Objects shorten longitudinally and expand when pressed in one direction, while the press pad restrains the lateral deformation of the object using friction on the contact surface. Suppose there is a conflict between the oil and the press on the pressure gauge. Its transverse deformation is almost unrestrained. Therefore the pressure measured by a pressure gauge without oil is higher.

4. Difference between oil-filled and non-oil-filled pressure gauges

4.1 Difference in use

The forbidden oil table uses the prohibition of contact with the oil medium, while the non-oil table is not explicitly restricted to use.

4.2 The pressure of the force table is different

The oil ban is for the work of the pressure table contact medium to speak.

4.3 The scope of work is different

The pressure gauge is the default contact with oil media work.

4.4 The nature of different

But part of the pressure table, such as the oxygen table, ammonia table, acetylene table, etc., are not allowed to contact the oil medium for work. Otherwise, an explosion and other dangers will occur. So it is called a no-oil gauge.

4.5 Measurement applications of oil-filled pressure gauges

Pressure gauge oil is mainly used for measuring oxygen and other gas pressure gauges, like oxygen and grease contact heating combustion or even the risk of explosion, so oxygen pressure gauges in the work or calibration process are absolutely prohibited from using oil (except for glycerine). The indicator’s name on the dial of the oxygen pressure gauge is underlined in sky blue and marked in red with the words “no oil.”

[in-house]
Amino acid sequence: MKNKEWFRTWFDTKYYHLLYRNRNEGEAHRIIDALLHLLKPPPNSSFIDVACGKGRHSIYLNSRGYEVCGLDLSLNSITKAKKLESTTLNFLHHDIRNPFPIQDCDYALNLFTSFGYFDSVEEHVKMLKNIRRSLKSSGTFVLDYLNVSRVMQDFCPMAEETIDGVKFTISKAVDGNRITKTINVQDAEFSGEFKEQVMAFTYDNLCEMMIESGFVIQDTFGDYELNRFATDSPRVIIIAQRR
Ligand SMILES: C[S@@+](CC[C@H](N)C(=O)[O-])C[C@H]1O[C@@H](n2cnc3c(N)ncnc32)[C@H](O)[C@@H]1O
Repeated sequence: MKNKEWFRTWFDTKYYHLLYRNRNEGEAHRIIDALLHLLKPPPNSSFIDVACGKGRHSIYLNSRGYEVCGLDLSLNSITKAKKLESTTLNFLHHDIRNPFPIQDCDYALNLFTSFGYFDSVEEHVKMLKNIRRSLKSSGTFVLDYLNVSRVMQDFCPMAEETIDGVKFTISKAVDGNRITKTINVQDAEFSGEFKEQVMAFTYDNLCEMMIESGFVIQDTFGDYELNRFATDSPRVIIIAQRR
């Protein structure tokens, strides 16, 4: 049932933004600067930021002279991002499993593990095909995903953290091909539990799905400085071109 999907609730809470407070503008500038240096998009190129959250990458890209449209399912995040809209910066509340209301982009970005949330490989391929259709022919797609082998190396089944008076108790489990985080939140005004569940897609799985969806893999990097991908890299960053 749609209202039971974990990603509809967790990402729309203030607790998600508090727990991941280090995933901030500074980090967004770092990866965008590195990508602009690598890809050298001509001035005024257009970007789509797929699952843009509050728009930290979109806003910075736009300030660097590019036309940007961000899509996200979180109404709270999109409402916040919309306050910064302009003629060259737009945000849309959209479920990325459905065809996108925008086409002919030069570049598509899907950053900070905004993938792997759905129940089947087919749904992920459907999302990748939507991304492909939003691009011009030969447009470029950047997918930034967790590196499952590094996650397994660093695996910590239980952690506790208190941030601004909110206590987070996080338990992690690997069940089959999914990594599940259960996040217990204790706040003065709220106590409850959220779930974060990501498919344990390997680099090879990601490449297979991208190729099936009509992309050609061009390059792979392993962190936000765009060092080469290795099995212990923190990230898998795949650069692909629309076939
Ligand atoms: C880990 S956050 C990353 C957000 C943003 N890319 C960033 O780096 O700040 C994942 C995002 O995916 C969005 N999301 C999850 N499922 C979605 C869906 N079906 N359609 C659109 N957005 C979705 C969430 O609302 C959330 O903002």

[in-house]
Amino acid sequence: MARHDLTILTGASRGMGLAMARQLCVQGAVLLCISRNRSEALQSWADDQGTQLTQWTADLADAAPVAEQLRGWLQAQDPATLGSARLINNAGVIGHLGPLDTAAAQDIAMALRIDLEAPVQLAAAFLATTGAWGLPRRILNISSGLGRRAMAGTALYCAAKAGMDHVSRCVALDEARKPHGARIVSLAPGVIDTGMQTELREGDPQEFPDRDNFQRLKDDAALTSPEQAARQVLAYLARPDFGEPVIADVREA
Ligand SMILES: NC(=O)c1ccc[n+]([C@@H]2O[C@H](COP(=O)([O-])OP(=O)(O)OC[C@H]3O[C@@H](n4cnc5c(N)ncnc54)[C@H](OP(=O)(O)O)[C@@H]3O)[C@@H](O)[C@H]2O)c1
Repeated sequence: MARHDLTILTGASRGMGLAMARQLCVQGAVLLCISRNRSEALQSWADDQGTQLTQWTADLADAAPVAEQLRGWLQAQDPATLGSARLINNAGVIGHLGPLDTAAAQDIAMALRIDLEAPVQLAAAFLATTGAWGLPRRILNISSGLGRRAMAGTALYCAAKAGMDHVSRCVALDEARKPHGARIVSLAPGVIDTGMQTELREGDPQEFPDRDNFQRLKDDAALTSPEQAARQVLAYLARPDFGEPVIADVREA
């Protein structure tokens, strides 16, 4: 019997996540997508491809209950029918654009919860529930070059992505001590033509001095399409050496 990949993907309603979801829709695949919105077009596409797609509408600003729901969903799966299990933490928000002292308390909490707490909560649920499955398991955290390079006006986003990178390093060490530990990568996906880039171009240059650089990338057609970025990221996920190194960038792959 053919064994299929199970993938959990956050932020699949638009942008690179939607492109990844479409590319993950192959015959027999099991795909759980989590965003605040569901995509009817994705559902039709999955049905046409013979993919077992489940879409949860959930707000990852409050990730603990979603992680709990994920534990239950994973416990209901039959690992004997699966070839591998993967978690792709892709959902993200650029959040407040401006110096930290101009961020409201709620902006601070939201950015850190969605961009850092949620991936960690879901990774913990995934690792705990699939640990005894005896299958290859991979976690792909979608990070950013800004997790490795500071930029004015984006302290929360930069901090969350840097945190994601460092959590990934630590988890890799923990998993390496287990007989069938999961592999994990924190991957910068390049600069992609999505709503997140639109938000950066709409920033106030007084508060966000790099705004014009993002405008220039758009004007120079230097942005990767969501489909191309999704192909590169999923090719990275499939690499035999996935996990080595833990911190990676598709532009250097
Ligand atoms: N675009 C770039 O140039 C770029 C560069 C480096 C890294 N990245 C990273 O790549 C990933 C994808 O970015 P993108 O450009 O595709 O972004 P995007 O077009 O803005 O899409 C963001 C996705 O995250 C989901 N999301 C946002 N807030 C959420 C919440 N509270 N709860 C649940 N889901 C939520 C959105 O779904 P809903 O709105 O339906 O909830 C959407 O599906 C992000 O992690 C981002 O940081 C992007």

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Oil-free gauges include oxygen pressure gauges, hydrogen pressure gauges, etc. The indicator’s name on the dial of the ammonia pressure gauge should be underlined in yellow. Therefore, the oil pressure gauges in the above dials can be distinguished from the standard pressure gauges.

5. The function of oil in pressure gauges

The “oil” in the pressure gauge plays a stabilizing role to prevent the indicator from vibrating. A pressure gauge to which we have added “oil” is often referred to as a “shock-resistant gauge.”

The pressure gauge is generally used in harsh environments, for example, in noisy environments or where the system pressure fluctuates strongly, to prevent the pointer from constantly shaking and affecting the value reading.

At the same time, the addition of “oil” to the pressure gauge in a highly fluctuating environment can prolong the life of the indicator, as the constant wobbling of the needle will certainly reduce the life of the hand.

6.The difference between oils

So, do all “shock resistant gauges” use one oil?

No, not at all.

There are two main types of oil used in pressure gauges to stabilize the needle. One is “glycerine,” and the other is “silicone oil.” Both types of fat are shock-resistant, but silicone oil is also more resistant to low temperatures than glycerine. For example, suppose the outdoor temperature reaches -20 degrees Celsius. In that case, the glycerine will crystallize, but the silicone oil will not, so the silicone oil gauge can be used generally in this environment.

Therefore, we can use glycerine and silicone oil. However, we should consider at least two things when making specific choices.

1. thermal expansion system, the smaller the coefficient, the better, mainly affected by the temperature.

2. Oil-filled pressure gauges are used in a variety of situations. However, the food industry cannot use it for this type of oil. Measurement of solid oxidants is also not recommended for use in places. Otherwise, it will cause an explosion.